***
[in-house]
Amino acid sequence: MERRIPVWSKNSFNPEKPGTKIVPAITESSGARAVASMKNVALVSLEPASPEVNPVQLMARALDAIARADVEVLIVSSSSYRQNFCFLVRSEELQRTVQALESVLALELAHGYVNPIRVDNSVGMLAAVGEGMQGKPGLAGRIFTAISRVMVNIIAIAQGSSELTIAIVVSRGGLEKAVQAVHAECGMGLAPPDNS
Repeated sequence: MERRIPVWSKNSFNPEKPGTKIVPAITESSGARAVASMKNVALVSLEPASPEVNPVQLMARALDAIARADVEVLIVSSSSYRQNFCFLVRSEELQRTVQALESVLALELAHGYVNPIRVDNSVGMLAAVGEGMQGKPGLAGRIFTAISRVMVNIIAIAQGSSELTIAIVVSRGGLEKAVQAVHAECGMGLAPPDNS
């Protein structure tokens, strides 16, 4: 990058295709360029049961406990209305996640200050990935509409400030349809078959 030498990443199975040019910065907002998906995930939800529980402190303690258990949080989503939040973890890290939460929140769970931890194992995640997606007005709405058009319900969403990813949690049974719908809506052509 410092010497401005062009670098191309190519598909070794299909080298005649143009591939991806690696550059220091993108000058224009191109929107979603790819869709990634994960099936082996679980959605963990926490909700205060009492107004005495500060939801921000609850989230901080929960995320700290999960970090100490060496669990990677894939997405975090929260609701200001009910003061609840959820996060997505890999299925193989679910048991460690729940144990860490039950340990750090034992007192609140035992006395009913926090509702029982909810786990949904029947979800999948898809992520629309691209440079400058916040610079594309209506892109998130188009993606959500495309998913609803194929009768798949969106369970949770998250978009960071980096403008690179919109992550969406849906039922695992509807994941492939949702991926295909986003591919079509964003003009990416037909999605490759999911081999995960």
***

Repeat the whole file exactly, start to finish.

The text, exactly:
[in-house]
Amino acid sequence: MERRIPVWSKNSFNPEKPGTKIVPAITESSGARAVASMKNVALVSLEPASPEVNPVQLMARALDAIARADVEVLIVSSSSYRQNFCFLVRSEELQRTVQALESVLALELAHGYVNPIRVDNSVGMLAAVGEGMQGKPGLAGRIFTAISRVMVNIIAIAQGSSELTIAIVVSRGGLEKAVQAVHAECGMGLAPPDNS
Repeated sequence: MERRIPVWSKNSFNPEKPGTKIVPAITESSGARAVASMKNVALVSLEPASPEVNPVQLMARALDAIARADVEVLIVSSSSYRQNFCFLVRSEELQRTVQALESVLALELAHGYVNPIRVDNSVGMLAAVGEGMQGKPGLAGRIFTAISRVMVNIIAIAQGSSELTIAIVVSRGGLEKAVQAVHAECGMGLAPPDNS
């Protein structure tokens, strides 16, 4: 990058295709360029049961406990209305996640200050990935509409400030349809078959 030498990443199975040019910065907002998906995930939800529980402190303690258990949080989503939040973890890290939460929140769970931890194992995640997606007005709405058009319900969403990813949690049974719908809506052509 410092010497401005062009670098191309190519598909070794299909080298005649143009591939991806690696550059220091993108000058224009191109929107979603790819869709990634994960099936082996679980959605963990926490909700205060009492107004005495500060939801921000609850989230901080929960995320700290999960970090100490060496669990990677894939997405975090929260609701200001009910003061609840959820996060997505890999299925193989679910048991460690729940144990860490039950340990750090034992007192609140035992006395009913926090509702029982909810786990949904029947979800999948898809992520629309691209440079400058916040610079594309209506892109998130188009993606959500495309998913609803194929009768798949969106369970949770998250978009960071980096403008690179919109992550969406849906039922695992509807994941492939949702991926295909986003591919079509964003003009990416037909999605490759999911081999995960």